I’ve read that ad blocking is becoming standard on certain browsers and mobile devices, should I be concerned?

With web giants like Google reaping a lot of money through search and display advertising, there are lots of different voices, conflicts, and opinions in this space. Apple recently released “content blocking” with iOS9 which brought about a slew of as well as ad blockers as apps which actually can block out ads. Browser add-ons that block ads are becoming popular and standard in many implementations.

If you’re relying on display ads to drive your digital marketing strategy, then you’re at least a couple of years out of date. Display can be useful for targeting very specific lists/segments and for remarketing. Outside of “site takeovers” for major news and other favourite websites, you’re unlikely to get much of a click through rate from it (the average is 0.06% Globally which translates to 6 people every 10,000 views).

Doing display well in 2015 involves micro targeting to very specific cookie profiles, retargeting contextual specific ads, dynamic eCommerce retargeting and targeting similar audiences by accessing same cookie pools, such as through Customer Match.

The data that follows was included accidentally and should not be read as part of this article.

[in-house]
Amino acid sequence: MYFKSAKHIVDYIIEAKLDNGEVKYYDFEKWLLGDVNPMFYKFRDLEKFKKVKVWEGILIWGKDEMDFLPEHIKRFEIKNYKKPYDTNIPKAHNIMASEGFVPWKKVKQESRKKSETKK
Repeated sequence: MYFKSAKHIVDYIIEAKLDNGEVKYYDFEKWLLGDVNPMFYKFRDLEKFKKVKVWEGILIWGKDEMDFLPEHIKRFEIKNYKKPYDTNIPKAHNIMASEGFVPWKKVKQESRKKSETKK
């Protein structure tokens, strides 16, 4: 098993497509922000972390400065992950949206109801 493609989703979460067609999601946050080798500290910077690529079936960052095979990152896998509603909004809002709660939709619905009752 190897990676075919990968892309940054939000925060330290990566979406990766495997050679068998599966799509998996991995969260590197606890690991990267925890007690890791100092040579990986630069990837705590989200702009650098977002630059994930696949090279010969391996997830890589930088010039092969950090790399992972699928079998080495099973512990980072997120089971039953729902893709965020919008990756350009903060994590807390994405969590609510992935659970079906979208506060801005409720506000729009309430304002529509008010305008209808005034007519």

Advertising has moved towards content marketing, or “native” as some pundits have called it and targeted display. News feed style ads on Facebook & LinkedIn – plus sponsored tweets, Instagram posts, etc. have all taken off and are providing results for advertisers. Personally, I think this makes sense. While we’re still having a relatively rough time in consistently consuming some actual valuable content on these platforms, as a society we’re moving away from “classified” type advertising and responding much better to messages which are more relevant to us personally.

So you shouldn’t worry too much that you’ll be seeing fewer banners. It’ll be good for consumption, and at least make your browsing experience cleaner and faster. However, if you’re still relying on display to drive people to your website, look into other platforms, and have a think about how you can provide value as an organisation to your prospective customers.

Pay-Per-Click Acquisition

Google’s AdWords revenue amounted to over $50 Billion US Dollars in 2013. Neil Walter had his first AdWords account 7 years ago and in this article he outlines the key to Pay-Per-Click (PPC) success.